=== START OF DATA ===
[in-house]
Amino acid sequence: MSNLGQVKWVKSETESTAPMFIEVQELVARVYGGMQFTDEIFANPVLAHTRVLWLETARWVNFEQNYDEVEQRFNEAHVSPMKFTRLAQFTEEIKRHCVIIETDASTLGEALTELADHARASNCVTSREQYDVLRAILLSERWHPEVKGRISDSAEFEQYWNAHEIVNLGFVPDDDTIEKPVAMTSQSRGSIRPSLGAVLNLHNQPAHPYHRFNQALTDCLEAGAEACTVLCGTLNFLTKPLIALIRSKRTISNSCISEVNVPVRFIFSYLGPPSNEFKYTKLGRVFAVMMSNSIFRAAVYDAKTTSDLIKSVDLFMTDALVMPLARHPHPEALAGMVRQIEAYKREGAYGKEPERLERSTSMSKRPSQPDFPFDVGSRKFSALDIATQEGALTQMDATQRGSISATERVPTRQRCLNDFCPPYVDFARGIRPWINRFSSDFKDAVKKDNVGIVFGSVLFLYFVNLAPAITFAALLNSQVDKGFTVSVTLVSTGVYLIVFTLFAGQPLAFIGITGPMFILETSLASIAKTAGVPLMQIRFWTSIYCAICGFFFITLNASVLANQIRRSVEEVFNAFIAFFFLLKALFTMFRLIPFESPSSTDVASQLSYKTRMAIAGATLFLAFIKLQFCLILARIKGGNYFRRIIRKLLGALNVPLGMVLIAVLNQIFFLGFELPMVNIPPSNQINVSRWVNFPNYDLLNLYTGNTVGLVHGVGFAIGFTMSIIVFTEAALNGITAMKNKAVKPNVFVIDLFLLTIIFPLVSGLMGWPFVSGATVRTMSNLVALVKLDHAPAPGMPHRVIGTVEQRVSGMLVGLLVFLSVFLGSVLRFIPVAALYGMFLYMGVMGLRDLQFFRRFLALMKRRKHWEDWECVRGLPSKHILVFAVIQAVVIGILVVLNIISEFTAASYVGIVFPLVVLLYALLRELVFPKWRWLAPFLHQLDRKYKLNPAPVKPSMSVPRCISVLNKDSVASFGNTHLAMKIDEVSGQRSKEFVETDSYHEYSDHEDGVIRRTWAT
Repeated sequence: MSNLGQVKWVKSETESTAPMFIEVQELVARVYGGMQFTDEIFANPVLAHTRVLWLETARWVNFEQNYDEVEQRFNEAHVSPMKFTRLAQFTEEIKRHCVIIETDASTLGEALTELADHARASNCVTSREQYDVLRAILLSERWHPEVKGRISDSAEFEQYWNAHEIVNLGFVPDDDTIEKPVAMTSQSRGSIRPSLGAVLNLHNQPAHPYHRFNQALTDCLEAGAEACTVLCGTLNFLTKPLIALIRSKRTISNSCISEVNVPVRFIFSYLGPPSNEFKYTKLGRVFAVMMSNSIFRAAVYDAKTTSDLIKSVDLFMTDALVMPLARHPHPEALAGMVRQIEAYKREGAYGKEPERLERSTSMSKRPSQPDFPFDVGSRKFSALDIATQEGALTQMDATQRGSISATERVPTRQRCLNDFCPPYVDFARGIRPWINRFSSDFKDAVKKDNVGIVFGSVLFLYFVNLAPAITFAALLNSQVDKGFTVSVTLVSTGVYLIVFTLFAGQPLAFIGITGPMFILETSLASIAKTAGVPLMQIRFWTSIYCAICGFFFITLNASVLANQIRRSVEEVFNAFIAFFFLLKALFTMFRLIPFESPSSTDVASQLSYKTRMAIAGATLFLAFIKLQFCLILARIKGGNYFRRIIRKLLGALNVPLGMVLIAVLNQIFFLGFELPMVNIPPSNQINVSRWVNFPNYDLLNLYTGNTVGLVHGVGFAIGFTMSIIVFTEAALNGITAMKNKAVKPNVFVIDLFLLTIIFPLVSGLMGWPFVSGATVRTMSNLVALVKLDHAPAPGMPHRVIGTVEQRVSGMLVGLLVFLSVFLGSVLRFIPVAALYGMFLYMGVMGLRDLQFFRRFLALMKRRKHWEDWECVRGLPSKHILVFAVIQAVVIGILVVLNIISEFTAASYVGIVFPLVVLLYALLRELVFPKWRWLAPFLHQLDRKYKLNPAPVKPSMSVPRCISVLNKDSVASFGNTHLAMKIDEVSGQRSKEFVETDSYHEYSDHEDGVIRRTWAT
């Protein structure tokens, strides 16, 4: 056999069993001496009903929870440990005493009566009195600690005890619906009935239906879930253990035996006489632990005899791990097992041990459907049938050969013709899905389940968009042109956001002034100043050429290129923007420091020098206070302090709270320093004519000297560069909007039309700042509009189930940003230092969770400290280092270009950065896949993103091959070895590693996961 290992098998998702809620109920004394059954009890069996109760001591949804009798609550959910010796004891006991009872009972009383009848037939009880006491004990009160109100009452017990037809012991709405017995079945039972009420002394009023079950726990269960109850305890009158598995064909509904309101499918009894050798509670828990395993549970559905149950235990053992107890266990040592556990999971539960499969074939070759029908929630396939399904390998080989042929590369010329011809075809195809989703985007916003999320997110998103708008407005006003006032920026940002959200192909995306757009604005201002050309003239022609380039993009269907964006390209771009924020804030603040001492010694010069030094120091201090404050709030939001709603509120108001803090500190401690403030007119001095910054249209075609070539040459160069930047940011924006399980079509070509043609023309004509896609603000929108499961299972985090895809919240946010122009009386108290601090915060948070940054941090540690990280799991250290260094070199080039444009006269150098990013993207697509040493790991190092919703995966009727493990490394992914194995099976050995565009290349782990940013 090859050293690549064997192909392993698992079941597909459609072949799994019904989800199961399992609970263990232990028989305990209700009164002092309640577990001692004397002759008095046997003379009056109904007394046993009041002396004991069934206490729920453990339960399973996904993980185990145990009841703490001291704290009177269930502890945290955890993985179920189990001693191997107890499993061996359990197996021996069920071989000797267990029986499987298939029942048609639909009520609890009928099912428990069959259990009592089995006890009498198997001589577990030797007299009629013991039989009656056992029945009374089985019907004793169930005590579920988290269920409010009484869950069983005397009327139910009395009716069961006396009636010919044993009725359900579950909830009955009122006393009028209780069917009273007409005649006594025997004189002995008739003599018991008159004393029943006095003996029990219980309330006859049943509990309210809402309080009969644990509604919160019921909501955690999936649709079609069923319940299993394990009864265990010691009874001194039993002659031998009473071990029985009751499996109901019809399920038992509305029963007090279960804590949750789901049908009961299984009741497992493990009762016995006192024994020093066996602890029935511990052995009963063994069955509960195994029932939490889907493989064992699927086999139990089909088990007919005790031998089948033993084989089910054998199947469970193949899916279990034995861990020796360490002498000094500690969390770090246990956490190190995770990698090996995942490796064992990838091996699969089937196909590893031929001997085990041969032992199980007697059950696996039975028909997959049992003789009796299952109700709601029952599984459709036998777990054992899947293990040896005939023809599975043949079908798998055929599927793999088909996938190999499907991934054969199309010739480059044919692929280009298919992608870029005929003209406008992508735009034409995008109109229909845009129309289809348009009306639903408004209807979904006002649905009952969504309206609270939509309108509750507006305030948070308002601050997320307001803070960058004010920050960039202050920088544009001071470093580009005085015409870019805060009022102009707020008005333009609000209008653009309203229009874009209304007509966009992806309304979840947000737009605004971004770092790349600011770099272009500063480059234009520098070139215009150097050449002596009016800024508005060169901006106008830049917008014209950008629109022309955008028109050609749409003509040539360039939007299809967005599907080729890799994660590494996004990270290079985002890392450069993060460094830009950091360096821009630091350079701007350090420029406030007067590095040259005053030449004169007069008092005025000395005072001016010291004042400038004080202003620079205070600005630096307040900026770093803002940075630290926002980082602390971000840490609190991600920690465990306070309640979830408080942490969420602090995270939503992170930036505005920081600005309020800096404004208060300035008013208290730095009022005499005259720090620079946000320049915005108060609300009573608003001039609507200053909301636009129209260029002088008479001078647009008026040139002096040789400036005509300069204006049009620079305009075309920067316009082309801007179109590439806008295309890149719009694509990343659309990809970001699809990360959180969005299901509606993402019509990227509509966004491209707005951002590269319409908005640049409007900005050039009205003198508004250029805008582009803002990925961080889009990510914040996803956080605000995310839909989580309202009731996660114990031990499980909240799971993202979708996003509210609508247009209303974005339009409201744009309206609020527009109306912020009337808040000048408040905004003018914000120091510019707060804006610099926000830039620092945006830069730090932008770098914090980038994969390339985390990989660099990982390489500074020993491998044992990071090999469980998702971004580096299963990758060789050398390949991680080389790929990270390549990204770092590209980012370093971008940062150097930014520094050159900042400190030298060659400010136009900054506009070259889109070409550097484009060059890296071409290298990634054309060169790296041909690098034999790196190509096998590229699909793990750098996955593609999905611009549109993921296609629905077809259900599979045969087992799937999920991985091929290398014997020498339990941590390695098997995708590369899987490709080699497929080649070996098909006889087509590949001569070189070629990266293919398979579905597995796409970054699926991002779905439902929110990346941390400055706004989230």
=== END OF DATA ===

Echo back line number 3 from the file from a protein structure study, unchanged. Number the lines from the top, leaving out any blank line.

Repeated sequence: MSNLGQVKWVKSETESTAPMFIEVQELVARVYGGMQFTDEIFANPVLAHTRVLWLETARWVNFEQNYDEVEQRFNEAHVSPMKFTRLAQFTEEIKRHCVIIETDASTLGEALTELADHARASNCVTSREQYDVLRAILLSERWHPEVKGRISDSAEFEQYWNAHEIVNLGFVPDDDTIEKPVAMTSQSRGSIRPSLGAVLNLHNQPAHPYHRFNQALTDCLEAGAEACTVLCGTLNFLTKPLIALIRSKRTISNSCISEVNVPVRFIFSYLGPPSNEFKYTKLGRVFAVMMSNSIFRAAVYDAKTTSDLIKSVDLFMTDALVMPLARHPHPEALAGMVRQIEAYKREGAYGKEPERLERSTSMSKRPSQPDFPFDVGSRKFSALDIATQEGALTQMDATQRGSISATERVPTRQRCLNDFCPPYVDFARGIRPWINRFSSDFKDAVKKDNVGIVFGSVLFLYFVNLAPAITFAALLNSQVDKGFTVSVTLVSTGVYLIVFTLFAGQPLAFIGITGPMFILETSLASIAKTAGVPLMQIRFWTSIYCAICGFFFITLNASVLANQIRRSVEEVFNAFIAFFFLLKALFTMFRLIPFESPSSTDVASQLSYKTRMAIAGATLFLAFIKLQFCLILARIKGGNYFRRIIRKLLGALNVPLGMVLIAVLNQIFFLGFELPMVNIPPSNQINVSRWVNFPNYDLLNLYTGNTVGLVHGVGFAIGFTMSIIVFTEAALNGITAMKNKAVKPNVFVIDLFLLTIIFPLVSGLMGWPFVSGATVRTMSNLVALVKLDHAPAPGMPHRVIGTVEQRVSGMLVGLLVFLSVFLGSVLRFIPVAALYGMFLYMGVMGLRDLQFFRRFLALMKRRKHWEDWECVRGLPSKHILVFAVIQAVVIGILVVLNIISEFTAASYVGIVFPLVVLLYALLRELVFPKWRWLAPFLHQLDRKYKLNPAPVKPSMSVPRCISVLNKDSVASFGNTHLAMKIDEVSGQRSKEFVETDSYHEYSDHEDGVIRRTWAT